The eloquent blurb writers at Naxos, the little record label that could, have been lighting the sky lately with pronouncements on their latest reissued treasure, the first-ever recording (or so they say) of Vivaldi’s The Four Seasons, newly dusted off to join the 80 or so versions of that much-loved work already on the market. The violinist, also much loved, is the late Louis Kaufman; the performance dates from 1947, and its reappearance at this time has been enough to send me scurrying back into history — especially the performance history of the work itself, which is somewhat remarkable. This recording, by the way, is on the Library of Congress’ National Recording Registry as the “first LP recording” of Vivaldi’s elegant conceit, a notation that might merit some revision.

Let’s start around 1920. Even in Vivaldi’s native Italy, almost nothing was known of his music at that time: a few overarranged pages from concertos, a few arias from his operas. Several Italian musicians, however, became obsessed with implanting a native persona in their musical life, to set it apart from the heavy German influence. One of the first things they did was to exhume these four unknown Vivaldi concertos and publish them — in a version for (!) piano duet. In 1927, the highly regarded conductor Bernardino Molinari (who later was to become the teacher of Carlo Maria Giulini) fashioned his orchestration of The Four Seasons, making sure to dedicate it, with all the proper Italianate flourishes, to Benito Mussolini as testimony to the rebirth of Italy’s pride in its grand orchestral heritage. That version, with full symphonic-size string sections (16 first violins), organ, grand pianos doctored to sound like harpsichords, harps, and a violin soloist well versed in the expressive methods of Italian bel canto at its weepiest, found its way to records in 1942 — six 78-rpm discs on the CETRA label. You can still buy it on CD online — at least I did, last month — on the Aura-Music label, and it’s a hoot.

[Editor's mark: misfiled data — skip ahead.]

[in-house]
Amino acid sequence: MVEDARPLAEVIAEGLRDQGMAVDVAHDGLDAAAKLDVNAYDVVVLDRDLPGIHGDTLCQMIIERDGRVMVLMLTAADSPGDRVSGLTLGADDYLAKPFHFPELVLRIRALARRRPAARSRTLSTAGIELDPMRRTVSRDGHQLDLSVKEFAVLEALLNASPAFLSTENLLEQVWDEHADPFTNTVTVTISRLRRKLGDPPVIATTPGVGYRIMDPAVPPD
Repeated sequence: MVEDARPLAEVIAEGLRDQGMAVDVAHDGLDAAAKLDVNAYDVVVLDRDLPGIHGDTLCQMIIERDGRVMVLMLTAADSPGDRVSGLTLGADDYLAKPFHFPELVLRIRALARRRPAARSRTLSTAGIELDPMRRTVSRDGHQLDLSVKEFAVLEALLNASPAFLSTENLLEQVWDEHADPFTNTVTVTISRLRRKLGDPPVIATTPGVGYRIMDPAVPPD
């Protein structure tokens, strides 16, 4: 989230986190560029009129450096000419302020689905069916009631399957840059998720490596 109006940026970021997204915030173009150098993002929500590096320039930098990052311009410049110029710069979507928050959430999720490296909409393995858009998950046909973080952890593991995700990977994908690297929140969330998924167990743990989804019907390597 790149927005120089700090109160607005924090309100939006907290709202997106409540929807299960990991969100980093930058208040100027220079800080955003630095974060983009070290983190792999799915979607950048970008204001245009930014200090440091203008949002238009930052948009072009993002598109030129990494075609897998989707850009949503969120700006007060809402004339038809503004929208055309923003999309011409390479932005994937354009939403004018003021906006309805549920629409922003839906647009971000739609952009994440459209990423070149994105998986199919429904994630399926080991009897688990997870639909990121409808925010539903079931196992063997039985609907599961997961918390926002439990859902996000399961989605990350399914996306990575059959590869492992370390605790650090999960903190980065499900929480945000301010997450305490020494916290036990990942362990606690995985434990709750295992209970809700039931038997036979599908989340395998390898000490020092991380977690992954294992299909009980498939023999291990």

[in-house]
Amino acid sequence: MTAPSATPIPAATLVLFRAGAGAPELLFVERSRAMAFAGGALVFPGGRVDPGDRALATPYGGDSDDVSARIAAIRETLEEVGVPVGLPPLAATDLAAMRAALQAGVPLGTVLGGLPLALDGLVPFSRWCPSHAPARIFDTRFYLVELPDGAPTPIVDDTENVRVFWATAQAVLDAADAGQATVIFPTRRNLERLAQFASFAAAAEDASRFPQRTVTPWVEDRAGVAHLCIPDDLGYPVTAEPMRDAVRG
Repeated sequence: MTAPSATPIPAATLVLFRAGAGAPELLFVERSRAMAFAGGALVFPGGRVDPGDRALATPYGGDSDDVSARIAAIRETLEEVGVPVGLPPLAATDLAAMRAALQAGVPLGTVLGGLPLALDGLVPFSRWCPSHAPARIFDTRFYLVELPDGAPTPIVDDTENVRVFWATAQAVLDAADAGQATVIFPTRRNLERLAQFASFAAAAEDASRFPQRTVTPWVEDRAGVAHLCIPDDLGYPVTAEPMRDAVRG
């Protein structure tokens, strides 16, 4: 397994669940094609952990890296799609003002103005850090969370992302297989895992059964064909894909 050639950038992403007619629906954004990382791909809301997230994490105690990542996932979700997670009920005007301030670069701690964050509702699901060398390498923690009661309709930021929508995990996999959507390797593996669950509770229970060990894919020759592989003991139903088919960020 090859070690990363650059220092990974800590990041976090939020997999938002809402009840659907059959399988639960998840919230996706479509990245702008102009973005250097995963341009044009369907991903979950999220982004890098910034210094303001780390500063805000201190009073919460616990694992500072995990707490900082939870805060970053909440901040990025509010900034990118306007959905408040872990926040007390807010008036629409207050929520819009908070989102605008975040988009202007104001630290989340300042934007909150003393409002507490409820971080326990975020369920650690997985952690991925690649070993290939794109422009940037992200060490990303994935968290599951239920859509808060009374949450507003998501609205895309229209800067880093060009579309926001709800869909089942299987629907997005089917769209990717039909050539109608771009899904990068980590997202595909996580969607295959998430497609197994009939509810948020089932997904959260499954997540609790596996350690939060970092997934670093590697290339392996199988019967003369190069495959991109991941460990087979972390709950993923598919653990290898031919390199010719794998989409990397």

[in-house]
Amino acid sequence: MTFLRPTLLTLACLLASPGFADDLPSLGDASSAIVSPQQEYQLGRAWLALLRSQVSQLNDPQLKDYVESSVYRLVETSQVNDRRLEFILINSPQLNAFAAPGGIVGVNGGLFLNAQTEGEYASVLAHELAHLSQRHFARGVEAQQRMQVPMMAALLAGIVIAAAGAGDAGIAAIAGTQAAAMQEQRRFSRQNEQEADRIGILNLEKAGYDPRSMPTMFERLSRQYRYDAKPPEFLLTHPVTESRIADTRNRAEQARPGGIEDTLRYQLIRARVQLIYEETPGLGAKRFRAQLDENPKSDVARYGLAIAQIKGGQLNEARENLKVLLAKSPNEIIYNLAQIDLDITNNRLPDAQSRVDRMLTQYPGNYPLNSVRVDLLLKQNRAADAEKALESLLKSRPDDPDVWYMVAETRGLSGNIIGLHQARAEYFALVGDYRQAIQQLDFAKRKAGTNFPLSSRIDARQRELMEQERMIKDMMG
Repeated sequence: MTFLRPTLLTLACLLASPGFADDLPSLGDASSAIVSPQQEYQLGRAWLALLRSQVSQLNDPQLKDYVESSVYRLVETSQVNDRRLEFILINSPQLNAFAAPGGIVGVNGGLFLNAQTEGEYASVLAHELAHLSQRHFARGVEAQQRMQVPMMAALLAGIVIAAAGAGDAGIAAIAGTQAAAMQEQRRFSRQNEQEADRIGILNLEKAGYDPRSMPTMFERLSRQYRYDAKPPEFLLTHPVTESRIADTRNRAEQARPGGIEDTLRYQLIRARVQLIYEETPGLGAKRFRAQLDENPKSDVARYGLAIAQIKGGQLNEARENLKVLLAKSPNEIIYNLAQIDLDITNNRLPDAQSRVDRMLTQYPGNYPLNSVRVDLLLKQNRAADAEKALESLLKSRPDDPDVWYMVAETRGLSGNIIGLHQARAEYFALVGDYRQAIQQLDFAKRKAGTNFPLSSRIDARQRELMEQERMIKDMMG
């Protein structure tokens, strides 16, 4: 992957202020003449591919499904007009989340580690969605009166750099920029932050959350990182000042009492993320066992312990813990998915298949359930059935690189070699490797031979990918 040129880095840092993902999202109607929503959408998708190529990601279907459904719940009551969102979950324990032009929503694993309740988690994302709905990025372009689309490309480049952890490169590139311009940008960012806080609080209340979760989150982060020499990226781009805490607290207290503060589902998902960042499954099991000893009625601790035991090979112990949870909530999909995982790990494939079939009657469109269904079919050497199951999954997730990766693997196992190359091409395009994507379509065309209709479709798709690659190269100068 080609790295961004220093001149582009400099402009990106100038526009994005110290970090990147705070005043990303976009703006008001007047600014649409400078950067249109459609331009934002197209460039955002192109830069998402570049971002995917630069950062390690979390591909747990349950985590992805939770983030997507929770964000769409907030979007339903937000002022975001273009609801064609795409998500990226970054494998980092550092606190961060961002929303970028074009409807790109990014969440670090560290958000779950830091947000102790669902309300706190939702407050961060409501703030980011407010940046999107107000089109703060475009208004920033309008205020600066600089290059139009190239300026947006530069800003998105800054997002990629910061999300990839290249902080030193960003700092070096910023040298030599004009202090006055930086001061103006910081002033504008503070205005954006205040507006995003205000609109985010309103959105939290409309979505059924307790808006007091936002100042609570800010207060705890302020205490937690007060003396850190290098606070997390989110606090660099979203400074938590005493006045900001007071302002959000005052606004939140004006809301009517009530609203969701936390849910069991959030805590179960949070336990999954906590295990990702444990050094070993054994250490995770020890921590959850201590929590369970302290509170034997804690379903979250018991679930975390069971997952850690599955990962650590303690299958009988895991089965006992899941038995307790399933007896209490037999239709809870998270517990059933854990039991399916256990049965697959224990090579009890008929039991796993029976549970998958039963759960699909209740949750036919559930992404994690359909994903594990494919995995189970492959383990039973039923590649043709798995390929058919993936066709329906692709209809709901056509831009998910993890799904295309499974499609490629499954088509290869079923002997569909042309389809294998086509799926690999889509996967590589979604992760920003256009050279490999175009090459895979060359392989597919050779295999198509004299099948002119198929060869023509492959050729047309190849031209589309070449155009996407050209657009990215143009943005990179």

And that, friends, was the first-ever recording of Vivaldi’s Four Seasons. It was already in circulation when Louis Kaufman made his (also on six 78s); I know, because I worked for the importer, in New York, at the time. Kaufman, a well-known studio musician on both coasts and a respected concert artist as well, recorded his performance on the Concert Hall Society label, an upscale producer (“discs pressed from gold-sputtered masters”), with a small orchestra conducted by Henry Swoboda. Then and now, the project lay claim to representing the “authentic” Vivaldi (as opposed to the Colosseum-size Molinari Vivaldi), but it is no such thing. Kaufman’s solo performance has the same inauthentic juiciness — sliding into notes, slowing down at the ends of phrases — as his predecessor’s. When either of them takes on the slow movement of “Winter,” you can almost hear Andrea Bocelli wailing out that gorgeous tune. The orchestra under Swoboda lacks clarity; a harpsichord is credited in the notes, but I don’t hear it; and I think that? that’s a (horror!) harp in the slow movement of “Autumn.” (Both recordings, by the way, were reissued on LP in the U.S. in 1950.)